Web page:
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Barnsley House

- Wedding Photography by David West -

Best Wedding photographer Barnsley House

Wedding Photographer Barnsley House

Hello If you’re reading this it’s likely that you are looking for a wedding photographer for your big day at Barnsley House ( great choice in venue by the way ).. needless to say  I’m so glad you dropped by ,  if you have the time why not stay and take a look around at some of my work, you can visit my portfolio HERE, or even see some real weddings HERE I’m pretty confident  you can find many reasons to choose us to photograph your wedding day at Barnsley House.

Why I’m the correct choice  for your wedding photography?

My name is  David,  I am an award winning destination wedding photographer who loves the fun, atmosphere and the all round celebration of weddings, I offer a unique contemporary approach photographing a wedding, I often appeal to the non-traditionalist, stylish yet contemporary couple. Based in Newcastle ,England, I capture weddings all across the UK, and around Europe and the globe. 

I’m incredibly passionate about my work , I find inspiration all around me and love to use any available light to by advantage and use additional light for the more creative image. I have had the pleasure of photographing at the Barnsley House  on a few occasions, the atmosphere and elegance lends itself to creative wedding photography.

I take pleasure in playing an integral role in two people tying the knot but I’m a firm believer in the fact that a wedding is so much more than exchanging words and work to capture every emotion felt and each special moment, translating the true joy of the day through stylish photography .

 Where ever you are in the world, I’d love to be part of it.. I Can’t wait to hear from you.

David -x-

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A little about wedding photography at the Barnsley House

Barnsley is a village and civil parish in the Cotswold district of Gloucestershire, England, 3.7 miles (6.0 km) northeast of Cirencester. It is 125 kilometres (78 mi) (geodesically) west of London.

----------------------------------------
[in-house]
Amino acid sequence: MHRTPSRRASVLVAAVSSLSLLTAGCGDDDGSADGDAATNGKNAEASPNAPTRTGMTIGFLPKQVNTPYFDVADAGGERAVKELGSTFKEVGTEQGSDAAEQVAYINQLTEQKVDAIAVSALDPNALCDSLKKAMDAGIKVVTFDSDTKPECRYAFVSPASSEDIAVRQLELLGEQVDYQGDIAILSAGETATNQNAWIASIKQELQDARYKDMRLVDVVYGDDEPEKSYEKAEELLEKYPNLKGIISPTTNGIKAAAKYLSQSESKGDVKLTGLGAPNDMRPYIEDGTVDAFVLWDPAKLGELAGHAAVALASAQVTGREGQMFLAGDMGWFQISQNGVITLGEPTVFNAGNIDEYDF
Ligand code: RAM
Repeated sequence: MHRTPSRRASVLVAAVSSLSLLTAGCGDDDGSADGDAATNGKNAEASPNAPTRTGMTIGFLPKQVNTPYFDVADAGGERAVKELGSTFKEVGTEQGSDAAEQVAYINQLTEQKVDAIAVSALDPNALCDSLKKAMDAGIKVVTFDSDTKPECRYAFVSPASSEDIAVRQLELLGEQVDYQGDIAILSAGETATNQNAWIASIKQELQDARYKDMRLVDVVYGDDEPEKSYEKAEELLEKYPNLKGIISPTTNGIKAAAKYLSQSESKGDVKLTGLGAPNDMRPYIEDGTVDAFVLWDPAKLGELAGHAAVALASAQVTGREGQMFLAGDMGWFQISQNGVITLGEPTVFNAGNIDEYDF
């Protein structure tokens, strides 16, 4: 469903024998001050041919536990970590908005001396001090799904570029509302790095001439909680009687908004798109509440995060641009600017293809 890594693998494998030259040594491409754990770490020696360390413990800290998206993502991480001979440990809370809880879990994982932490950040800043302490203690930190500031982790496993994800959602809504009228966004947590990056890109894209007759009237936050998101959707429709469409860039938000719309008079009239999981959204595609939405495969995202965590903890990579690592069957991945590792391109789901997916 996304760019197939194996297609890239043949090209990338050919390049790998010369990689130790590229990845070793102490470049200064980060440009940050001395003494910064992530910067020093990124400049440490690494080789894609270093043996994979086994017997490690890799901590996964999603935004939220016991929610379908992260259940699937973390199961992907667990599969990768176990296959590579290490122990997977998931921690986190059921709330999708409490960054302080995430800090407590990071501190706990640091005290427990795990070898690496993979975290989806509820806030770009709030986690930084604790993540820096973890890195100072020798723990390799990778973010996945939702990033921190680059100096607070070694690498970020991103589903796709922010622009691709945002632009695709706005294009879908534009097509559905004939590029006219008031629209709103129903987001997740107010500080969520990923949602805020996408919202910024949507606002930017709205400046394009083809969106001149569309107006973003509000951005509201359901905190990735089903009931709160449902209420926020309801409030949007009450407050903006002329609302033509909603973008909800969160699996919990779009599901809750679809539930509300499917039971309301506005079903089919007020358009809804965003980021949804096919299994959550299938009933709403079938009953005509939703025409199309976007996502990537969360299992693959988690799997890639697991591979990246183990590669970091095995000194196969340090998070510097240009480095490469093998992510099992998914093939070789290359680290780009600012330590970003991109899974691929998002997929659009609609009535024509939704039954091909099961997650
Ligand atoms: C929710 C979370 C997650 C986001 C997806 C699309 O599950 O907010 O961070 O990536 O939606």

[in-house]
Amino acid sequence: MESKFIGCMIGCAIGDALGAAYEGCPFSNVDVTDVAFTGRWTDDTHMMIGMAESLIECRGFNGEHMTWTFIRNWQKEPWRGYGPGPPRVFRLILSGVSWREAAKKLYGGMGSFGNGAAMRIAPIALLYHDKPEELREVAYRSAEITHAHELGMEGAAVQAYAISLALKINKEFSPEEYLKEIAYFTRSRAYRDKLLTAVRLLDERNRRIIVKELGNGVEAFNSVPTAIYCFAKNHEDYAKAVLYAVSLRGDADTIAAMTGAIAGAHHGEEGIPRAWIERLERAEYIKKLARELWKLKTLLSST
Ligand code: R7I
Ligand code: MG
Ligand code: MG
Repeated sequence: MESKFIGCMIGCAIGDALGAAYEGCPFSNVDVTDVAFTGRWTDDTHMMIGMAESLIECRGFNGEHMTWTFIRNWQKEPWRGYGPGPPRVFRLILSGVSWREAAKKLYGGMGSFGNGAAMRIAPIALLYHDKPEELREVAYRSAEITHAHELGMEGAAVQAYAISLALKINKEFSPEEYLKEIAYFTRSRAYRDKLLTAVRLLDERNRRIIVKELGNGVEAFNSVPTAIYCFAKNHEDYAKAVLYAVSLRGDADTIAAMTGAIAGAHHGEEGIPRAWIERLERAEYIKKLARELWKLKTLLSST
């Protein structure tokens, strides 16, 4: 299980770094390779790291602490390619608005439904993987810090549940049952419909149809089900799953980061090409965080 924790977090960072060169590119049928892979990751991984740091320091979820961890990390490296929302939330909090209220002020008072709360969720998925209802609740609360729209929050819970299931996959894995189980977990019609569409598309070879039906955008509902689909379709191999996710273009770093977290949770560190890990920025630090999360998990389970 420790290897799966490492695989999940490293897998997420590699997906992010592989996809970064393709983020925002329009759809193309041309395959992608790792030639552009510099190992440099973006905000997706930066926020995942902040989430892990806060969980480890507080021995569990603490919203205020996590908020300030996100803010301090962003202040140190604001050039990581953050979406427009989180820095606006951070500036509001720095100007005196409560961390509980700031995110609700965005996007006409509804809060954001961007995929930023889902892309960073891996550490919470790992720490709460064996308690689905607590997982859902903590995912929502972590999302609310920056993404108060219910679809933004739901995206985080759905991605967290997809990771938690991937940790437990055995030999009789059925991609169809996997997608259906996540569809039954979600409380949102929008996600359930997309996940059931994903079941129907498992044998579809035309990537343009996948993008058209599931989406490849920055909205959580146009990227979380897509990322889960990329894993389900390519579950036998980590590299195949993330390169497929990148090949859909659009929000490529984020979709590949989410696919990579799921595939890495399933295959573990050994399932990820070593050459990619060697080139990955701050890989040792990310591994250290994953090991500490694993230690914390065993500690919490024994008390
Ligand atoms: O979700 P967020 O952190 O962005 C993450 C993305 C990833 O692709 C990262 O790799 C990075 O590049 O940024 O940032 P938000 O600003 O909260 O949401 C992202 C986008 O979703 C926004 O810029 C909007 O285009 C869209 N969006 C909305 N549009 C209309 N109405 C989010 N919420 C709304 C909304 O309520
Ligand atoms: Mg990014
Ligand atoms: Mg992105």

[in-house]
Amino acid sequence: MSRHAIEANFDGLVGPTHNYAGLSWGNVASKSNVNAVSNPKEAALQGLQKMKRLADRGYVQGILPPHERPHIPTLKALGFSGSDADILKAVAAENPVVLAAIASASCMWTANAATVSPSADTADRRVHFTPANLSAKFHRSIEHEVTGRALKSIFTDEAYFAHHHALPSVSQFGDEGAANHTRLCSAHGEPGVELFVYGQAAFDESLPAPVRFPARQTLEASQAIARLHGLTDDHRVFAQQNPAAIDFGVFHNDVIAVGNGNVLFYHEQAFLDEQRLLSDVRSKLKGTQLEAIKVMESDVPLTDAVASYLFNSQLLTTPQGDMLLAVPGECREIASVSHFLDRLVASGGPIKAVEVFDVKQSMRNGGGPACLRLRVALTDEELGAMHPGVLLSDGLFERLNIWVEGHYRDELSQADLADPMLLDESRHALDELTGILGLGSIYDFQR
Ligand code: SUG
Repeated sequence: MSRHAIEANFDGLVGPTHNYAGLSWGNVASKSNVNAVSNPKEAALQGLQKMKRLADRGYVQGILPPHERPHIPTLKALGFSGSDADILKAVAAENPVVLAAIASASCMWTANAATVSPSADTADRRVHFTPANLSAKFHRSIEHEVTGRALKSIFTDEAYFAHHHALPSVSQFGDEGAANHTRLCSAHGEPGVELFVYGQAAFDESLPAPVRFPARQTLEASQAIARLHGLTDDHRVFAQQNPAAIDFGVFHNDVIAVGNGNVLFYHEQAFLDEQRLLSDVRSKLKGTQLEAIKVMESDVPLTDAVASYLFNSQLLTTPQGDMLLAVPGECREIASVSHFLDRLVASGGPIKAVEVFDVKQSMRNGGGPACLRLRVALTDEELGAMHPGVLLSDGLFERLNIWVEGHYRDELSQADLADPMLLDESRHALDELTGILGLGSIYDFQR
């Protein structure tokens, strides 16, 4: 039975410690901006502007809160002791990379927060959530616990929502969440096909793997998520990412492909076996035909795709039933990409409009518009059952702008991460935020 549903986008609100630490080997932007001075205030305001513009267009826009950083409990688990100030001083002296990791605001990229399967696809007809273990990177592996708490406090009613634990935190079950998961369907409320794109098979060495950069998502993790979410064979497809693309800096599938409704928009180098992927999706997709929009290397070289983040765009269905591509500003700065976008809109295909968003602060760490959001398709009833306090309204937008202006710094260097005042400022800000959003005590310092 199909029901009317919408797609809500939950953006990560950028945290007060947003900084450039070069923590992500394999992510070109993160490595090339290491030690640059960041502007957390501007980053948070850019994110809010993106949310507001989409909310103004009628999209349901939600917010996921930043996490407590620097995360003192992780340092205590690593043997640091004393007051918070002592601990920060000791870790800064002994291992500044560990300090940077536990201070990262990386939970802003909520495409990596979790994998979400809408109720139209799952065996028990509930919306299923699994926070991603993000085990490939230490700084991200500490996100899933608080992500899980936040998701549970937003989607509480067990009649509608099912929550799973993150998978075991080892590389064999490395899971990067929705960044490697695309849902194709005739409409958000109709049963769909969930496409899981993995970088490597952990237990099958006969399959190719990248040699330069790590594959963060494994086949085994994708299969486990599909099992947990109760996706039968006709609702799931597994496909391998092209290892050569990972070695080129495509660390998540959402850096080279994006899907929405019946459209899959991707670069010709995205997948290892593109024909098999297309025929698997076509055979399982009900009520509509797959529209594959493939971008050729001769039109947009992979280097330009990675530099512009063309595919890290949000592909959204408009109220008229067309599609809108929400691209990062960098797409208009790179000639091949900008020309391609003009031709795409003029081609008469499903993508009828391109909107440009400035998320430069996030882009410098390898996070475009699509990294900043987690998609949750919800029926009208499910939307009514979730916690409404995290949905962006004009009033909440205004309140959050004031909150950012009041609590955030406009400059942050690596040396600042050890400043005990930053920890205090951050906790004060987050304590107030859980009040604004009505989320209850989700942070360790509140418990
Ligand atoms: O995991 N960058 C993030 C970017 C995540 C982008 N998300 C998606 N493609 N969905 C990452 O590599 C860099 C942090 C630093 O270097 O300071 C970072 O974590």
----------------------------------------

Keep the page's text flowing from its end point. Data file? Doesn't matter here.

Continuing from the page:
Barnsley’s history dates to the Iron Age settlement in Barnsley Park, later occupied in the 2nd century by a Roman villa. But by 577, after the capture of Cirencester, a Saxon village called Bearmodeslea (Bearmod’s glade) existed here. The main building was erected 350-60 AD, but the walls enclosure had been completed by 330 AD. Significant Romano-British occupation took place during the reign of Emperor Trajan. The ‘Celtic Fields’ so-called covered parkland of about 120 acres. There was a Roman road running through extensive earthwork fortifications northwards to Cadmoor.

The Domesday Book recorded total heads of house or slaves as 24. It was granted to Magaret de Bohun, daughter of the Earl of Hereford by 1180, which she assigned to the monks of Llanthony Priory. After becoming known as Bardesley in 1197. It became part of a Knights fee during the Scottish Wars of Edward I. From 1403 the demesne land was farmed; the large tenanted fields became common pasture, and were later known as Barnsley Wold of 169 acres (0.68 km2) for cow-grazing. The village became royal property under the reign of Henry VIII three hundred years later. Henry was known to let each of his wives solely enjoy the village by turns. During the time of the village’s status as royal property, many of its inhabitants earned their living through agriculture, grazing sheep on the ‘yardlands’ of common mead, helping make the Cotswolds the centre of the wool trade.

During the Reformation the old Barnsley Park was dismantled, the parker dismissed: the Bourchier family became the owners of the village in 1548, thanks to a reversionary grant, and held it for the next two hundred years. The family is responsible for building the village’s Barnsley House, Church Cottage and parts of the Church farm. They lived in the centre of the village on the site of the former Nether Court. But in 1700 William married the daughter of the Duke of Chandos, and with the dowry built a new mansion called Barnsley Park. Built in the Baroque style by Henry Perrot and Charles Stanley after Canons, Great Stanmore. Henry Perrot owned the parish in 1762 and enclosed it by private treaty, dividing the land into three farms. By 1778 there were 1,100 sheep on the land and, in season 460 lambs.